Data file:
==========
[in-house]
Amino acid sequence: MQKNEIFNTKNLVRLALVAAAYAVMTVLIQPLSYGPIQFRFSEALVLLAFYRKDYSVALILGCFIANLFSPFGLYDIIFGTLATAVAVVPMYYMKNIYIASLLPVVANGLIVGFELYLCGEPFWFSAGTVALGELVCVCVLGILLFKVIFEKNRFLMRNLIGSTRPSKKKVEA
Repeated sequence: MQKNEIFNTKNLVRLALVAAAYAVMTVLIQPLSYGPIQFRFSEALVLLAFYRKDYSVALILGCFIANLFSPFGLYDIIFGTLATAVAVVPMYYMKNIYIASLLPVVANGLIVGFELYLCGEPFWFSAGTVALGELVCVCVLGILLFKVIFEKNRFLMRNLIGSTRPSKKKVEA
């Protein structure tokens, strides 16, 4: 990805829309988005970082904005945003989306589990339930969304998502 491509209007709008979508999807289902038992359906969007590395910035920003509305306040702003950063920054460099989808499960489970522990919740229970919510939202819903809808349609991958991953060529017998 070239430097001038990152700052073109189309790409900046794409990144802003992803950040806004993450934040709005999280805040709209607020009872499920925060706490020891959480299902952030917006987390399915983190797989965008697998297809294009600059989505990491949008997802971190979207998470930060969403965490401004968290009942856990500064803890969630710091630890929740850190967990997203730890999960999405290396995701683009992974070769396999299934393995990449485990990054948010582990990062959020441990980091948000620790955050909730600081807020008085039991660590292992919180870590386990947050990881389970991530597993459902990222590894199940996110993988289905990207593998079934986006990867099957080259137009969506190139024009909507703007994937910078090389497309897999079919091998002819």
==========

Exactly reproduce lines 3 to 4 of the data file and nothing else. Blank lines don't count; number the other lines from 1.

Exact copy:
Repeated sequence: MQKNEIFNTKNLVRLALVAAAYAVMTVLIQPLSYGPIQFRFSEALVLLAFYRKDYSVALILGCFIANLFSPFGLYDIIFGTLATAVAVVPMYYMKNIYIASLLPVVANGLIVGFELYLCGEPFWFSAGTVALGELVCVCVLGILLFKVIFEKNRFLMRNLIGSTRPSKKKVEA
């Protein structure tokens, strides 16, 4: 990805829309988005970082904005945003989306589990339930969304998502 491509209007709008979508999807289902038992359906969007590395910035920003509305306040702003950063920054460099989808499960489970522990919740229970919510939202819903809808349609991958991953060529017998 070239430097001038990152700052073109189309790409900046794409990144802003992803950040806004993450934040709005999280805040709209607020009872499920925060706490020891959480299902952030917006987390399915983190797989965008697998297809294009600059989505990491949008997802971190979207998470930060969403965490401004968290009942856990500064803890969630710091630890929740850190967990997203730890999960999405290396995701683009992974070769396999299934393995990449485990990054948010582990990062959020441990980091948000620790955050909730600081807020008085039991660590292992919180870590386990947050990881389970991530597993459902990222590894199940996110993988289905990207593998079934986006990867099957080259137009969506190139024009909507703007994937910078090389497309897999079919091998002819």